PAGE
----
This laboratory exercise covers the following animals. You should learn this classification scheme and be able to classify the animals into these categories.
Phylum: Mollusca (Mollusks)
Class: Polyplacophora (Chitons)
Class: Gastropoda (snails)
Class: Bivalvia (Clams)
Class: Cephalopoda (Nautilus, Squid, Octopus)
Read Characteristics of Mollusks in the lecture notes.
Chitons (Class: Polyplacophora)
Chitons have a dorsal shell composed of 8 plates. A ventral foot is used for locomotion and for attachment to rocks. It pulls itself close to rocks for protection.
Observe the chiton on display.
Below left: chiton, dorsal surface; right: ventral surface
Snails - Class Gastropoda
Read Snails and Relatives (class Gastropoda) in the lecture notes.
Observe the snails and slugs on display.
Below: A slug. Slugs do not have shells.
Bivalves - Clams and relatives (Class: Bivalvia)
Read Bivalves - Clams and Relatives (Class Bivalvia) in the lecture notes.
Obtain a preserved clam for dissection and place it on a dissecting tray. Remove one of the valves (shells) by inserting a scalpel and cutting the adductor muscles on each side of the hinge. See the diagram below for the location of the adductor muscles.
The photographs below show the anterior and posterior adductor muscles being cut so that the valves can be pulled apart.
The mantle is a membrane that surrounds the internal structures and is characteristic of all mollusks. The portion of the mantle from the exposed surface may have remained attached to the valve that was removed or it may be covering the internal structures. Find the mantle and if necessary, remove it to expose the internal structures of the clam.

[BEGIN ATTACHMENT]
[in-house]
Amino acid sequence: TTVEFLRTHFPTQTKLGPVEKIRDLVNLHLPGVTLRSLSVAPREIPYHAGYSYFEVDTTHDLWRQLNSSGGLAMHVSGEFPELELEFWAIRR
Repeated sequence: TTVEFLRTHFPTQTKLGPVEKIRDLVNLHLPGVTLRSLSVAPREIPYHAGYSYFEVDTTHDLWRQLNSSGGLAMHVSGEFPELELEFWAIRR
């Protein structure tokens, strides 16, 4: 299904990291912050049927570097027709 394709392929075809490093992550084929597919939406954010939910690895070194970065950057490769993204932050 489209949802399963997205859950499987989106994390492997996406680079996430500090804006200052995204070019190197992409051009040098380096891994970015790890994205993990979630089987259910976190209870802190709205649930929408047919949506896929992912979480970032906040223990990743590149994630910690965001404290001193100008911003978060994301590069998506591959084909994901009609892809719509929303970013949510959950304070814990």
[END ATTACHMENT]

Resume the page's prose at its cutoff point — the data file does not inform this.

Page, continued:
Identify the foot, visceral mass, gills, and labial palps. The gills are large because they are used for filter-feeding as well as respiration. Food is trapped by mucus on the gills and moved by cilia to the mouth. Cilia on the labial palps also direct food and mucus to the mouth.
The heart can be found in the area dorsal to and slightly posterior to the visceral mass. The coelom of bivalves is reduced and limited to the area surrounding the heart. Because the coelom is reduced, it is difficult to see the digestive organs. Cut through the visceral mass and identify the intestine.
In the photograph below, the foot and visceral mass have been lifted so that the mouth can be seen. Notice the labial palps on either side of the mouth.
Squid, Octopus, Nautilus, and Relatives (Class: Cephalopoda)
Read Squid, Octopus, Nautilus, and Relatives (Class: Cephalopoda) in the lecture notes.
Examine representative cephalopods on display.
Below: A Squid